What you spend on permanent home improvements, such as new windows, can be added into your home’s cost basis, or amount of money invested in a home, which reduces capital gains when it comes time to sell. Capital gains are determined by the difference in price from the time a home is purchased and the time it is sold, minus the cost of any permanent improvements.
It is worthwhile to save all receipts for permanent home improvements, they can be useful documentation when it comes to marketing your home when you sell.
Please don’t confuse a home improvement with a home repair. Replacing a roof is not a home improvement. You simply brought the same depreciating roof your home already had, back to its former value*. However, building a three-tiered deck to replace a single tier deck may be an “Improvement” since something of value was permanently added to the existing structure.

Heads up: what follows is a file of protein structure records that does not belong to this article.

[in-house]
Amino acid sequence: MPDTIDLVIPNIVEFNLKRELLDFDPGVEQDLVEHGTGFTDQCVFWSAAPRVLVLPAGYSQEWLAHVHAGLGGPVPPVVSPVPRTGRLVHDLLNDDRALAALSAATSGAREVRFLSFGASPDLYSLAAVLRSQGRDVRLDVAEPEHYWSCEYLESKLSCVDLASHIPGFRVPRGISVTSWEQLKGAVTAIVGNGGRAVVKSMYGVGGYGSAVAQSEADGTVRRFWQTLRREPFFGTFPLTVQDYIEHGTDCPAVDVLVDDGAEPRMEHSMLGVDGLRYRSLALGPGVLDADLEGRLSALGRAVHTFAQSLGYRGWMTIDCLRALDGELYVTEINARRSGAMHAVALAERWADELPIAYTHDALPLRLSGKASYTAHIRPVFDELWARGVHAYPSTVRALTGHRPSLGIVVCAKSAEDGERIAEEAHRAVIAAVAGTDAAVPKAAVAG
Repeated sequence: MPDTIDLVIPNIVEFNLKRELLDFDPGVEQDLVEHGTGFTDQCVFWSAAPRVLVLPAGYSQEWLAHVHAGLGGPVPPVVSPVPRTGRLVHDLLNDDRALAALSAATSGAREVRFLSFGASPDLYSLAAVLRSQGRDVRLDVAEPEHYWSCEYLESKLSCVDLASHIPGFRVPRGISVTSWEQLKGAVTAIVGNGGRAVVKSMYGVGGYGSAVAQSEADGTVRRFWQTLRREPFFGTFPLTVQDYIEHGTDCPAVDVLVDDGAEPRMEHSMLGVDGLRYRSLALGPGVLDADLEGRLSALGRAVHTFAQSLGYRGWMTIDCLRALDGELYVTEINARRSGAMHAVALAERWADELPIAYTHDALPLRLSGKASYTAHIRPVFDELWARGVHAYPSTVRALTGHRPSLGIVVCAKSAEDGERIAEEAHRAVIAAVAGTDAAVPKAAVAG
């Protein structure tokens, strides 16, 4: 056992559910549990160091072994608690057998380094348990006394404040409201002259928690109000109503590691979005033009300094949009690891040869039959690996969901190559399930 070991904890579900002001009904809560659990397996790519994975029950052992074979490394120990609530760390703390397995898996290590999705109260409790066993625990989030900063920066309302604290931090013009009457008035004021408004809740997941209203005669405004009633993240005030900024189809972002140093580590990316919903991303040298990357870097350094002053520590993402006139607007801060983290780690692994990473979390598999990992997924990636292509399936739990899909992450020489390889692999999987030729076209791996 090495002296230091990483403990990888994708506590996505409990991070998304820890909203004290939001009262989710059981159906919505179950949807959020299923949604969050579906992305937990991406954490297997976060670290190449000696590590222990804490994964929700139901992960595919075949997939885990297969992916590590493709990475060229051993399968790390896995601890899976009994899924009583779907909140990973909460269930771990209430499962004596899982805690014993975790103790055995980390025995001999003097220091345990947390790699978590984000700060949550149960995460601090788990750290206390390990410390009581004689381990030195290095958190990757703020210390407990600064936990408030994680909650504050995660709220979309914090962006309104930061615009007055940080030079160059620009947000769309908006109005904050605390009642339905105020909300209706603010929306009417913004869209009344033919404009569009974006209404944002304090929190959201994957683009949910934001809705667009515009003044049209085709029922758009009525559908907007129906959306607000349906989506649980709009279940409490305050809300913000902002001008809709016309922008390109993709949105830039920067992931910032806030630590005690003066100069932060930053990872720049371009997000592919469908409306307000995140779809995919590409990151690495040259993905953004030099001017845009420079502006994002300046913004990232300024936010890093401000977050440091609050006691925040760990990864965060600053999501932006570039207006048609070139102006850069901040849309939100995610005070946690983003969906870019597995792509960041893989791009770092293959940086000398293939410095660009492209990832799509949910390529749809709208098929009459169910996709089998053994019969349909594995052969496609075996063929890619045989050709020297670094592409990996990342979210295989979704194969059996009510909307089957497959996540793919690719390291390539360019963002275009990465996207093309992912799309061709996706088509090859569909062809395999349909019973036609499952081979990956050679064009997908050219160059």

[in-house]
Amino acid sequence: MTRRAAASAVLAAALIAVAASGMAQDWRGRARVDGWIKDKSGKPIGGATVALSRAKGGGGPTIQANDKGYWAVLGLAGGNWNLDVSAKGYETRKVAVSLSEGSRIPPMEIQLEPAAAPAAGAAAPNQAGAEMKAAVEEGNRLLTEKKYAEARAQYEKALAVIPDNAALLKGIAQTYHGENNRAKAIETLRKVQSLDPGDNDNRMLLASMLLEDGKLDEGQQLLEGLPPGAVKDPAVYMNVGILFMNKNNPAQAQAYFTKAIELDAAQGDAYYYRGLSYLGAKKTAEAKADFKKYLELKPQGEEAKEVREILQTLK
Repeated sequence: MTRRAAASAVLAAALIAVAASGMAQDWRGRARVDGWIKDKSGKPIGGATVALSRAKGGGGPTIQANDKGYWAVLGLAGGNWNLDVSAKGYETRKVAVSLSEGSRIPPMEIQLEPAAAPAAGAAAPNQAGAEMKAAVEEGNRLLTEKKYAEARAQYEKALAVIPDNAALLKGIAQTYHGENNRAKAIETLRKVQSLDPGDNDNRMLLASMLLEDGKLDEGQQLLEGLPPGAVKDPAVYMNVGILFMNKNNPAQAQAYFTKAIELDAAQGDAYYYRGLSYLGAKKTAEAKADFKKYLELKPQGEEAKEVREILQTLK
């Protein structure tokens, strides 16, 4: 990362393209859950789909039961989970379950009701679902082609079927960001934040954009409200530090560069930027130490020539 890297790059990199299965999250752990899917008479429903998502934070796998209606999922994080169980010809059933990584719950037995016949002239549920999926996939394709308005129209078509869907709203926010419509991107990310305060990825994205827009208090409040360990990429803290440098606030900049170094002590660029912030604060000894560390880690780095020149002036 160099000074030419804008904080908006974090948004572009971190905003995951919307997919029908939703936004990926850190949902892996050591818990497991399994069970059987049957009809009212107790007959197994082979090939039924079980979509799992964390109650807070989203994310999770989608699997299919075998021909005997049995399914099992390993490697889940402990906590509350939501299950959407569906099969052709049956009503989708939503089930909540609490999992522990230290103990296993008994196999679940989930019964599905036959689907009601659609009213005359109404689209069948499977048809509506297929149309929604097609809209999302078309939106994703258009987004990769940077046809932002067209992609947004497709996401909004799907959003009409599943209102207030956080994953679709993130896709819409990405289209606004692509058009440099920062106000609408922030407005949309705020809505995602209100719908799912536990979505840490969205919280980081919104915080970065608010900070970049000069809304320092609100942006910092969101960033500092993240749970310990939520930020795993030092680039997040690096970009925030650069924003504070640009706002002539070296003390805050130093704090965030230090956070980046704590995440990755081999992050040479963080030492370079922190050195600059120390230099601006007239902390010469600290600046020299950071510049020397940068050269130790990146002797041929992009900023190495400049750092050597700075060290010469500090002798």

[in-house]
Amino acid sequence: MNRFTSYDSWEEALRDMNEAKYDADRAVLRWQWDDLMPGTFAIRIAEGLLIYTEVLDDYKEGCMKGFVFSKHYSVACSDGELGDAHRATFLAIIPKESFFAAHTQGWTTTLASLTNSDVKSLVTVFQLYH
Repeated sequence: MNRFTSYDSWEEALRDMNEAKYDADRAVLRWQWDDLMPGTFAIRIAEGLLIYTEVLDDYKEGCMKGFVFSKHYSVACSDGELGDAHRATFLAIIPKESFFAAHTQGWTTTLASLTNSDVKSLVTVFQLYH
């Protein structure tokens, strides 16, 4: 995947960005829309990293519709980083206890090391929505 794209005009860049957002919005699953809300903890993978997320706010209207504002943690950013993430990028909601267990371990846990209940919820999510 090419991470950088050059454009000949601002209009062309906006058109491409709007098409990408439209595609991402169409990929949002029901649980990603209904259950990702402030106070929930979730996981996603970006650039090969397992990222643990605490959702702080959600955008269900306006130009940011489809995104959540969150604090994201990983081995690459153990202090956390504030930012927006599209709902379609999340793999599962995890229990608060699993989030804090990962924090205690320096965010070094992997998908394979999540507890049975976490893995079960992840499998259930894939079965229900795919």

New or old, it will pay to maintain your home on a regular basis. Buyers see value in homes that are well maintained, and will pay top dollar even for homes that have not been ‘updated’ per se, but have nevertheless been properly maintained.